By Kay Kedfield Jamison, published by Picador, 1997, ISBN 0330 I W3 IZ Price £7.99 stg, paperback.
This is, quite simply, the most compelling account of manic depressive illness that I have ever read. In fact. I read it twice and was unable to put it down on either occasion since it begs to be absorbed in one sitting. And in reviewing it, it is tempting simply to quote huge chunks of the book itself, not only because the writing is lyrical, humourous and exhilarating but because any comment I might have would be merely superfluous.
Dr. Redfield Jamison is Professor of Psychiatry at the Johns Hopkins University School of Medicine in the United States. Quite clearly, she took an enormous risk in publishing this memoir. Not only is she one of the foremost authorities on manic-depressive illness but she has experienced it first hand. She writes, then, from the dual perspectives of the healer and the healed, enduring the same exhilarating highs and suicidal depressions experienced by many of her patients.
She came from a loving family. Her father was a pilot, a career Air Force officer with wild, fanciful notions and obsessions which delighted his children. “Rather like having Mary Poppins for a father” is how his daughter recalls him. She adored her mother and grew up in a safe, secure home. Sadly, in later life her father, too, developed manic depression and her sister never experienced the early years of happiness which Dr. Jamison enjoyed. “Not surprisingly, perhaps, when both she and I had to deal with our respective demons, my sister saw the darkness as being within and part of herself, the family and the world. I, instead, saw it as a stranger; however lodged within my mind and soul the darkness became, it almost always seemed an outside force that was at war with my natural self.”
She was a senior in high school when she had her first attack of manic- depressive illness, a brilliant student clearly destined for high academic achievement. That she eventually made it through to be a tenured professor at one of the top universities in America is an amazing tribute to her tenacity. Through the soaring heights of mania when she went without sleep for weeks, bought enormous quantities of books she did not need, ran up bills she couldn’t pay, she continued to lecture and to do her research. Even when she was suicidally depressed, so tired she could not wash her hair, unable to concentrate enough to read or to answer the telephone, her work went on with only close friends and family realising what was happening.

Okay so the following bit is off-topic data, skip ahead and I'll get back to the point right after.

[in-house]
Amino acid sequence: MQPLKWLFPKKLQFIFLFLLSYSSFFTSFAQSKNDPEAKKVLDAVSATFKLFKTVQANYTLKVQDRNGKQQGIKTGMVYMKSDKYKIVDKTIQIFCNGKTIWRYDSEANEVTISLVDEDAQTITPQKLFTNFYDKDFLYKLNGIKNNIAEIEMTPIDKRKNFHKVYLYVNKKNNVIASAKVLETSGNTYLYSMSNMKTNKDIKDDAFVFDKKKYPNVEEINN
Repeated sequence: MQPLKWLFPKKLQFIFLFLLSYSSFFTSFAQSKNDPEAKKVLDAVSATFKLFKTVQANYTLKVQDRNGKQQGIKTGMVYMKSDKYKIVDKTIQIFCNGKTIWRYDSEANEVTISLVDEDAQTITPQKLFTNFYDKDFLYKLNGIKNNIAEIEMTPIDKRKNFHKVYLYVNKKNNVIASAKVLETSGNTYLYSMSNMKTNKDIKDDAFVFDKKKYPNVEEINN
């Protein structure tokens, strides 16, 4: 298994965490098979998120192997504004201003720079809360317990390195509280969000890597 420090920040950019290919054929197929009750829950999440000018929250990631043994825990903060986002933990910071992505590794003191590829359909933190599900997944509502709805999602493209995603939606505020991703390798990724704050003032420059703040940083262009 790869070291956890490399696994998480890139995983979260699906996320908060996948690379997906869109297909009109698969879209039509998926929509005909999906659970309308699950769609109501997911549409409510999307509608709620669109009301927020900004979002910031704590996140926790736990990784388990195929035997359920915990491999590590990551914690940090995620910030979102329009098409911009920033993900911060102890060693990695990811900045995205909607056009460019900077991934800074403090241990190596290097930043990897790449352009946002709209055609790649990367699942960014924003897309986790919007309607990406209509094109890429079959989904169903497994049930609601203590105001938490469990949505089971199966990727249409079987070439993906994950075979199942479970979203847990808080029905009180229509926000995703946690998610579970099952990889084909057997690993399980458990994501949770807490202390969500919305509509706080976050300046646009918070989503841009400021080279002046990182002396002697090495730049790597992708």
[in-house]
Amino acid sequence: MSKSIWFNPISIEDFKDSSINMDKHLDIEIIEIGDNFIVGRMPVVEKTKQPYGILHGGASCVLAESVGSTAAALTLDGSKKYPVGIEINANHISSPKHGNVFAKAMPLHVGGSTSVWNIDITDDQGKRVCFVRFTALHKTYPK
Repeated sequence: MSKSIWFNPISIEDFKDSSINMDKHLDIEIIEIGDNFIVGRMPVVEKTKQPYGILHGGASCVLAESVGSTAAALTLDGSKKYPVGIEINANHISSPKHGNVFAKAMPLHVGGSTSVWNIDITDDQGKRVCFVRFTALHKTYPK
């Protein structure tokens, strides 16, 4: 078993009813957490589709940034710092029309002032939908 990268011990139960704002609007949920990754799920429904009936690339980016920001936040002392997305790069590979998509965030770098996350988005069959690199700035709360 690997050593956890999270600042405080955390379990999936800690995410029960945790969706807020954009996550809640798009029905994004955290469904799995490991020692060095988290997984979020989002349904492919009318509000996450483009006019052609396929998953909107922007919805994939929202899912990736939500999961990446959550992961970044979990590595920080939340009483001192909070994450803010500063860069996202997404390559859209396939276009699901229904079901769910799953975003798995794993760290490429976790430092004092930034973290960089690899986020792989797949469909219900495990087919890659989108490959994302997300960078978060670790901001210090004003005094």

Her biggest battle was with lithium. For a long time she was given high doses of this drug which stabilised her moods but which resulted in such nausea that she frequently slept on the bathroom floor covered by a blanket. When she stopped taking it, the illness would strike again with wild manic experiences followed by ever more devastating depressive episodes. At one point the risk of suicide was so great that her psychiatrist and her friends set up a rota whereby she could be watched at all times. So why this reluctance to take a stabilising drug? “Some of my reluctance stemmed from a fundamental denial that what I had was a real disease….Moods are such an essential part of the substance of life, one’s notion of oneself, that even psychotic extremes in mood and behaviour somehow can be seen as temporary, even understandable, reactions to what life has dealt…. It was difficult to give up the high flights of mind and mood, even though the depressions that inevitably followed nearly cost me my life.”
Eventually lower doses of lithium were prescribed and were just as effective as the higher doses had been. The medication, combined with long-term psychotherapy, stabilised the mood swings, though not completely.
I heard the author being interviewed on radio by Dr Anthony Clare. He asked her whether, if it were possible to replace the gene which causes main depressive illness she would choose to have it. Her answer was no. It is explained at the end of her book. “Because I honestly believe that as a result of it I have felt more things, more deeply; had more experiences more intensely; loved more, and been more loved, laughed more often for having cried more often; appreciated more the springs, for all the winters; worn death ‘as close as dungarees,’ appreciated it – and life – more; seen the finest and the most terrible in people, and slowly learned the values of caring, loyalty, and seeing things through….. Much of this is related to my illness – the intensity it gives to things and the perspective it forces on me. I think it has made me test the limits of my mind (which, while wanting, is holding) and the limits of my upbringing, family, education, and friends.”